HD and Megapixel: What’s the Difference?
In my home there is lots of talk about High-Definition, or HD, because my husband loves to have the best and newest electronic devices (and my son, of course, loves video gaming and online chatting, etc.) Scene change, and I am at work. Talk here centers around Megapixel camera resolution. So, what’s the difference? I’m not sure I really understood it until I came across this easy to understand article that distinguishes the differences in a pretty unbiased manner. The author, Raul Calderon, is the acting Senior Vice President of Arecont Vision.
Calderon explains: “HD may be considered a subset of megapixel. HD is defined by specific resolutions at specific frame rates with a specific aspect ratio. Any camera with a resolution of more than a million pixels is by definition a megapixel camera. The lowest resolution in the megapixel range in the security market is around 1.3 megapixels, which provides 1280 x 1024-pixel resolution (or 1.3 million pixels), to resolutions as high as 10 megapixels (3,648 x 2,752 pixels). The range of megapixel surveillance cameras continues to expand to accommodate various application requirements.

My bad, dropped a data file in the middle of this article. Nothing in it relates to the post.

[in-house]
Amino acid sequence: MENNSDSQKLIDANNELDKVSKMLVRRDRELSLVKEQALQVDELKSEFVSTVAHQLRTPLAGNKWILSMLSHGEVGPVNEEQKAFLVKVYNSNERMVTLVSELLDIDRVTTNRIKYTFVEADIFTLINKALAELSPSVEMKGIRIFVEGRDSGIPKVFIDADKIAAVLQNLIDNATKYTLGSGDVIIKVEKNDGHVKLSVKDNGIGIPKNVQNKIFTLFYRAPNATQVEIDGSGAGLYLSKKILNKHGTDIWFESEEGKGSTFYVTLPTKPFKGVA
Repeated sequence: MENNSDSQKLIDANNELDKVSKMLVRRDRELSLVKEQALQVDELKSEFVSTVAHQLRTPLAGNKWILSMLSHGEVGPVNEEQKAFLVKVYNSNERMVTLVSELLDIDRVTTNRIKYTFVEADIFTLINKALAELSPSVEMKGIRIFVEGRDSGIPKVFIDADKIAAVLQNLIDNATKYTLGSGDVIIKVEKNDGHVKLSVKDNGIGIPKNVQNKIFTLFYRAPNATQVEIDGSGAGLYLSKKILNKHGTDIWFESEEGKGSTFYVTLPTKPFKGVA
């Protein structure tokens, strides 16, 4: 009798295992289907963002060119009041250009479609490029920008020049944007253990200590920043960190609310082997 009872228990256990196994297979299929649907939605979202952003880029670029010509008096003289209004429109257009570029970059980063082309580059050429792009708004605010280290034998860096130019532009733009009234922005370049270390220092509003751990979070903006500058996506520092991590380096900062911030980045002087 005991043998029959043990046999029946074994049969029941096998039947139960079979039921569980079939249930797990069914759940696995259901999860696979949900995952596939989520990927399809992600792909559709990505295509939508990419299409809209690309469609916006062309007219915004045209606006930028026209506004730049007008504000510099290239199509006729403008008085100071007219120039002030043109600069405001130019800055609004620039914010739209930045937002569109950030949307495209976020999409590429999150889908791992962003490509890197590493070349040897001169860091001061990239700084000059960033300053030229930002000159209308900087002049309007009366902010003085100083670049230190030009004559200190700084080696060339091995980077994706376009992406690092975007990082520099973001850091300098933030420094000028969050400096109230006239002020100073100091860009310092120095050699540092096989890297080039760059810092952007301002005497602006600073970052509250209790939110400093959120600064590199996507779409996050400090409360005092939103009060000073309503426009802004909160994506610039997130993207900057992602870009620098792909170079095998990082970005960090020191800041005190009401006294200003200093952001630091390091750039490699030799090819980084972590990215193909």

HD refers to cameras with a standardized resolution of 720p or 1080p. The numbers 720 and 1080 refer to the horizontal resolution. Therefore, 720p HD camera resolution provides images that are 1280 x 720 pixels (921,600 pixels – not megapixel), and 1080p HD cameras provide 1920 x 1080-pixel resolution, or 2.1 megapixels. The HD video format also uses an aspect ratio of 16:9 (rather than 5:4 or 4:3), and the frame rate is standardized at 60, 50, 30 or 25 fps (depending on your TV).”
He goes on to discuss the expected growth of IP video surveillance in large organizations, the need to use varying resolutions on the same network, the advantages of IP megapixel cameras and how to deploy these systems.
To read all of these thoughts, view his article “Differentiating High-Definition and megapixel camera resolution” on the SourceSecurity.com website now.